Prebaiting is an important component to successful pig trapping yet is often overlooked by trappers. Prebaiting attracts pigs to the trap site, and more importantly, gets all of the pigs in a sounder — or family group — conditioned to entering and leaving the trap unharmed.
Usually, 1 to 2 weeks of prebaiting is necessary before the entire sounder will enter the trap. However, 2 weeks may pass and some pigs still may not have entered the trap.
Some pigs in a sounder initially do not feel comfortable entering a trap and will stay outside while others readily enter and feed on the bait. This trap-shyness is especially true for older pigs and pigs that have been previously trapped and released into the wild.
It is important to be patient and allow all of the pigs to become conditioned to safely entering and leaving the trap before it is set. Pigs are intelligent animals, and if the trap is set too soon, members of the sounder that you do not catch will have become educated and can be more difficult, if not impossible, to capture later.
You may need to remove the door from the trap and create a larger opening until pigs become conditioned to regularly entering and leaving the trap. Also, a larger trap may appear less confining to trap-shy pigs.
Once pigs are “on the bait,” it is important to maintain a constant supply of bait in and around
the trap so pigs will have something to eat each time they visit the site. The use of a
spin-cast automatic feeder suspended over the trap during the prebaiting period will reduce the
amount of time and effort needed to keep the trap baited and will minimize human disturbance to
Game laws regarding the use of bait vary between states. Before you prebait or bait any pigs or pig traps, be sure to check the baiting regulations specific to the state in which you will be conducting these activities.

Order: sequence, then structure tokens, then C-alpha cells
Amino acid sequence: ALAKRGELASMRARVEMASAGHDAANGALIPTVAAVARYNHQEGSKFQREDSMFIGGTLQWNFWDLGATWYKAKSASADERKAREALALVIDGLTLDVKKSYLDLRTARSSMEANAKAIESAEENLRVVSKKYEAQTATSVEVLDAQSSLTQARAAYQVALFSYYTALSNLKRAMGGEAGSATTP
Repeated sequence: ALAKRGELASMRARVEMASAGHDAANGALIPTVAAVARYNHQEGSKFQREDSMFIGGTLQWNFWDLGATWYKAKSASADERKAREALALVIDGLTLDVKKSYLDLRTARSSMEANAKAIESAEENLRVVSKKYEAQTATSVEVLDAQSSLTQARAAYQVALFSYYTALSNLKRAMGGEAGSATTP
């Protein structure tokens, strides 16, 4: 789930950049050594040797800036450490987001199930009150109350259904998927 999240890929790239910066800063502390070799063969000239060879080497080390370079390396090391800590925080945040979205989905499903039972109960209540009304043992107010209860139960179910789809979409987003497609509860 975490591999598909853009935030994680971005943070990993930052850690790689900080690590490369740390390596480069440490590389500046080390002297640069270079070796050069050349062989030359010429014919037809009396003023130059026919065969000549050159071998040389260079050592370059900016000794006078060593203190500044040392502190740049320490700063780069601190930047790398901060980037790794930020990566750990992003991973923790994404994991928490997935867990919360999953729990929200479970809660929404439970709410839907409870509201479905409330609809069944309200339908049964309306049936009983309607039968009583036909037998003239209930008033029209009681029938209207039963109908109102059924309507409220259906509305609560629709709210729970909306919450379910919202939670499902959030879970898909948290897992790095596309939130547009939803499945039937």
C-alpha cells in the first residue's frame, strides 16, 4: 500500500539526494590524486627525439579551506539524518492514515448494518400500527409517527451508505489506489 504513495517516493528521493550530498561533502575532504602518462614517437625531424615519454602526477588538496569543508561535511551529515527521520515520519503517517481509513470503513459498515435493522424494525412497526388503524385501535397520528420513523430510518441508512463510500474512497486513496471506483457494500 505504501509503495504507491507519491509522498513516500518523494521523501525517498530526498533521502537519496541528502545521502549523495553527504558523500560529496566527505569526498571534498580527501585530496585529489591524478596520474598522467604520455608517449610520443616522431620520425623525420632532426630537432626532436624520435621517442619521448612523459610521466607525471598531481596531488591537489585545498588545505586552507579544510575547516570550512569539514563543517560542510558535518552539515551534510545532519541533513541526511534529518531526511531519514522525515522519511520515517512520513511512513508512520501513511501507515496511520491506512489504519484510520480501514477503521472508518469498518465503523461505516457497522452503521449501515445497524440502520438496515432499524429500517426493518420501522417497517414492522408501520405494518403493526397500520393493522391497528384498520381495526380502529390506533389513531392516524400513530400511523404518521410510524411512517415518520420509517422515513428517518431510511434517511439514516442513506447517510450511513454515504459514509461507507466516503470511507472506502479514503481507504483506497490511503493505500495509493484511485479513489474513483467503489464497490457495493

The following can be used as bait by themselves or in combination:
There is no best bait to use. Wild pigs in some areas may prefer one type of bait over another.
Begin baiting traps with whole-kernel dried corn (shelled or on the cob). Corn is readily available at local feed and seed stores, is easy to work with (there is no excessive odor or mess as with fermented corn), and more often than not it does a good job of attracting wild pigs. If it becomes clear that pigs are visiting your trap but not readily consuming corn, experiment with other types of bait or attractants.
After several weeks of prebaiting, if you continue to observe a pig or pigs that just will not enter the trap, you will need to decide whether or not to go ahead and set the trap. Once you have set the trap, it must be checked daily, preferably in early to midmorning. Not only is it inhumane to leave animals in a trap for extended periods of time, but it also allows them more time to "figure out" how to escape and damage the trap. The placement of bait within the trap is a very important detail of pig trapping. All too often, traps are baited heavily around the trigger mechanism and only a few individuals in the sounder are captured.
The idea behind this bait placement strategy is that pigs will enter the trap and naturally gravitate toward the larger pile of bait. As more and more pigs enter the trap to feed, one or several pigs will be pushed aside from the larger bait pile and switch to feeding on the bait around the trigger mechanism, eventually springing the trap. Using this strategy can increase trapping success rates from 1 or 2 animals to 10 or more. See baiting strategies for a root stick and trip wire.